Picture Perfect: 6 Photo Tips

taking photos of beachcombing finds

Here at Beachcombing, we love seeing all the beautiful photos of your finds, but we can’t always use them in the magazine. Here are some tips for creating photos that are fit to print. 

photo on the beach

1. Bring your camera with you to the beach. “As found” photos tell a story of your day at the beach that your “paper towel” photo can’t. 

don't resize your images

2. Don’t resize your photo or video. When you enlarge a low-resolution photo, you don’t get more detail, just bigger pixels. Set your camera to take photos at the highest quality/largest size.

focus your photos

3. Check your focus. Make sure the subjects of your photos—not the background—are in focus by looking at them on a computer. Blurry photos of great finds make us sad!

shoot photos in the sunlight

4. Wait for a sunny day. Nothing brings out the colors like 100% pure sunshine!

pick the right background

5. Pick the right background. Think about the background in your photo as much as the subject. Move things around until you find a spot that shows off the piece, offers good lighting, and provides an interesting but not distracting backdrop to your find. 

experiment with light and backgrounds

6. Try different setups. Experiment with backgrounds, lighting, and focus by taking lots of photos and then selecting the one you like best.

magazine photo submissions

Want to share your story and photos in Beachcombing magazine?

We’d love to see your photos and videos and your stories and articles about:

  • Unique finds
  • Beach buddies (two– and four-legged)
  • Beachcombing destinations
  • Conservation and nature
  • Beach arts, crafts, and décor
  • Beachcombing meetups, friends, and getaways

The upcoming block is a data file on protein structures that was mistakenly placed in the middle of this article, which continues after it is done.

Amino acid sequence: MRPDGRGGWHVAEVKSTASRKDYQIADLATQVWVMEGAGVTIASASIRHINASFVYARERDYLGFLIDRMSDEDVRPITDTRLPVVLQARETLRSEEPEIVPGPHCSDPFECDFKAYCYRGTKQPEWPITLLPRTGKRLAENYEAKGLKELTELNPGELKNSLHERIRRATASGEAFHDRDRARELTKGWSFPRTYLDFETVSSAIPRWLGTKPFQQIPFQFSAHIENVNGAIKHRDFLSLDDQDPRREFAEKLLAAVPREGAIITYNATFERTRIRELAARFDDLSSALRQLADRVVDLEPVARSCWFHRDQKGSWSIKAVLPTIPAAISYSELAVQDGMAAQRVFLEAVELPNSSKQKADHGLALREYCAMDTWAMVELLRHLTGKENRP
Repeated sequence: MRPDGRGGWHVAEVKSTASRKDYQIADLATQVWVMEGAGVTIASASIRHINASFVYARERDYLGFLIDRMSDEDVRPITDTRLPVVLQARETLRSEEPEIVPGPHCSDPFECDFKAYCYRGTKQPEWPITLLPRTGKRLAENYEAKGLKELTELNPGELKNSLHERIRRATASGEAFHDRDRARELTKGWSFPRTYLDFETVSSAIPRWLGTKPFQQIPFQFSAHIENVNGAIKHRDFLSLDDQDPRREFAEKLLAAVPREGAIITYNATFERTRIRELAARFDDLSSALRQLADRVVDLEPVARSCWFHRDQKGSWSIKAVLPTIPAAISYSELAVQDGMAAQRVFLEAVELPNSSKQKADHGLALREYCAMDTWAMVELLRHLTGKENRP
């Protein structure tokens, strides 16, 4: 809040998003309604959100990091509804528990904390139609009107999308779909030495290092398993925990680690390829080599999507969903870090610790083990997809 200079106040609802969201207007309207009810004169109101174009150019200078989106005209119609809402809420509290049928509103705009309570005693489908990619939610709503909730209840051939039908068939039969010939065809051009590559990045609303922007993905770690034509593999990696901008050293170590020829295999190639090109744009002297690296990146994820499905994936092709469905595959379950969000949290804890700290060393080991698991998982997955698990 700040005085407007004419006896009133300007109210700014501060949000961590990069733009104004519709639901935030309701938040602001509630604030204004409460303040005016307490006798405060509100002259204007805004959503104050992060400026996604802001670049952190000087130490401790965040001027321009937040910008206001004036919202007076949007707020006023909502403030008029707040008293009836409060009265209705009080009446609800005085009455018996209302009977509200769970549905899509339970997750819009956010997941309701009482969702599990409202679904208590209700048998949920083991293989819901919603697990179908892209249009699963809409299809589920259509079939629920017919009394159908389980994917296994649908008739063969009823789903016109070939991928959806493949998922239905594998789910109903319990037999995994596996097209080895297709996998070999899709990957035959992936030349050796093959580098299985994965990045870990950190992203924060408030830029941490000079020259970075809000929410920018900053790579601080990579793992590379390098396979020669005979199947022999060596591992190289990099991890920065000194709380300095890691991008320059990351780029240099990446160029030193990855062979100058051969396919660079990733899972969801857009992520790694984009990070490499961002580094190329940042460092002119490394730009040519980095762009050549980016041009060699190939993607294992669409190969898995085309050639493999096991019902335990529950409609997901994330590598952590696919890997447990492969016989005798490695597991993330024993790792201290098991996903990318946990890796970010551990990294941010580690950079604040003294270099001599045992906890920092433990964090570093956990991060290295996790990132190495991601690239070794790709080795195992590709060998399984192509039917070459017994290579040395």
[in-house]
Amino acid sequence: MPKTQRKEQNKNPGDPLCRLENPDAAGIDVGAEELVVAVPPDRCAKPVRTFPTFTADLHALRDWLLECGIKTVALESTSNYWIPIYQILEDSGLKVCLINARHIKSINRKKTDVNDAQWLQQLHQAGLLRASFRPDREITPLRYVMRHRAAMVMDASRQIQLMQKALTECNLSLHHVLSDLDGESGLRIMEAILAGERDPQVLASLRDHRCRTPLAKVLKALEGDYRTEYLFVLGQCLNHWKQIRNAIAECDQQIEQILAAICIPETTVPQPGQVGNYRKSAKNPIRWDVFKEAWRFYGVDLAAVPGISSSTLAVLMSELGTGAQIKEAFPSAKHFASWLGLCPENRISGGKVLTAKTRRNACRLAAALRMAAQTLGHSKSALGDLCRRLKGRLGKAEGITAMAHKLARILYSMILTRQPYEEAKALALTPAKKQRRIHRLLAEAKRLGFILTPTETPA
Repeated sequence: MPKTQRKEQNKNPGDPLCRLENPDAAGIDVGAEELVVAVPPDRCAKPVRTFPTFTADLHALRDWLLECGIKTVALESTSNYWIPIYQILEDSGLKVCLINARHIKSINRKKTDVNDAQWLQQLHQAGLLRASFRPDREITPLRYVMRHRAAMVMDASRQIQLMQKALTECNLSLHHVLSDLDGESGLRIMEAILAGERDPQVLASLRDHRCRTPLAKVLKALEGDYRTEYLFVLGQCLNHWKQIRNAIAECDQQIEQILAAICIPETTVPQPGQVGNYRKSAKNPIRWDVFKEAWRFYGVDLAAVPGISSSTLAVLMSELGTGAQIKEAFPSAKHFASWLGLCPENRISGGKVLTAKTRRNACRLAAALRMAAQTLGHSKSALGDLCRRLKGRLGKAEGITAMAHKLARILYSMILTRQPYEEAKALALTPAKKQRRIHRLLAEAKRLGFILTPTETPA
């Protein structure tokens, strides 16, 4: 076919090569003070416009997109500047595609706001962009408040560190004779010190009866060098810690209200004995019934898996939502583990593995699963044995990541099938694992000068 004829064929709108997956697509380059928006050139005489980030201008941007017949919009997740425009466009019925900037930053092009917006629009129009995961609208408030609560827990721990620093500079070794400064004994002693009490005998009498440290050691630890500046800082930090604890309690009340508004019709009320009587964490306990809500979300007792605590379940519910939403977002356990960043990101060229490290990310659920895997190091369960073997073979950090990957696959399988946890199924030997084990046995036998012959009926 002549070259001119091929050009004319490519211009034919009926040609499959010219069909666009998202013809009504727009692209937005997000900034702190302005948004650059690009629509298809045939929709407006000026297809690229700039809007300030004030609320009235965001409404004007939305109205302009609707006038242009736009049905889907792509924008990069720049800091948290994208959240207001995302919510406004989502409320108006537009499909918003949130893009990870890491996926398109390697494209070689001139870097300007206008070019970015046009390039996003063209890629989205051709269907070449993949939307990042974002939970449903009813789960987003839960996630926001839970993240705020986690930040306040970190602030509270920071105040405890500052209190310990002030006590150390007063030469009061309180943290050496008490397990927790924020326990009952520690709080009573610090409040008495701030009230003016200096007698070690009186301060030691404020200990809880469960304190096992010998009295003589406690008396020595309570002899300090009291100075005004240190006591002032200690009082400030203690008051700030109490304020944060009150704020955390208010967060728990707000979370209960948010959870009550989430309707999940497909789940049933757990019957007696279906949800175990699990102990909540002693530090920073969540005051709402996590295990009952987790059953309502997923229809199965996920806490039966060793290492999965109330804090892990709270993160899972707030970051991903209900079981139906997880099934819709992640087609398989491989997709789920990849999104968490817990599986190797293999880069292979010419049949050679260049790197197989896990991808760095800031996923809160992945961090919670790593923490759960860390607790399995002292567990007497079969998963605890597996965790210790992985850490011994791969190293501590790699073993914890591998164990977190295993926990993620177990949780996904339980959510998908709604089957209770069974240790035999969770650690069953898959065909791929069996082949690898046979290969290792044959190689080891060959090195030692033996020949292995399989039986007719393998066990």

• Beach festivals, events, and museums
  • History and science from the beach
  • Resources and books for beachcombers

Unfortunately, we can’t use photos that:

  • Have been filtered
  • Have been retouched
  • Have watermarks
  • Have type on them
  • Have been resized
  • Are blurry
  • Are poorly lit
  • Are too small
  • Are on a distracting background

Bigger is better!

Your camera or phone settings should be set at the highest quality and size. Photos should be high-resolution .jpg files at least 1800×1200 pixels and around 2 MB file size. If your photos are going to be used in a slideshow or video, shoot them in horizontal format. Do not resize your photos as that ruins them.

Videos should be high-resolution horizontal format at least 1920×1080 pixels or approximately 100MB file size for 30 seconds. 

Email your file at "Actual Size" or "Largest Size" to submissions@beachcombingmagazine.com or upload it to your preferred file sharing site, such as Google Drive or DropBox. Please upload multiple files, videos, and files larger than 10MB to a single web folder instead of emailing them, or we may not get them.

Learn more about submitting photos, videos, and stories to Beachcombing.

This article appeared in the Beachcombing Magazine May/June 2020 issue.


Hi, Gary! Most of the people who submit their photos filter and retouch their photos to change the photo from the original, to put watermarks on, and to create an effect (vignette, desaturated, etc.) that makes it hard for use to use them. And, we edit many of the photos ourselves to make sure they print at optimal quality on a web-fed four-color press. The original file works best, but if you have a special effect you want to add, you could always send the original and the manipulated photo. Thanks! Kirsti

Kirsti August 03, 2020

So why can’t you use photos that…
- Have been filtered
- Have been retouched

Magazines and newspapers do it often. A simple dehaze in Adobe Lightroom can do good things, and Vintage filter on my old Samsung S5 phone makes the subject isolate out, or ‘pop’.

Gary August 03, 2020

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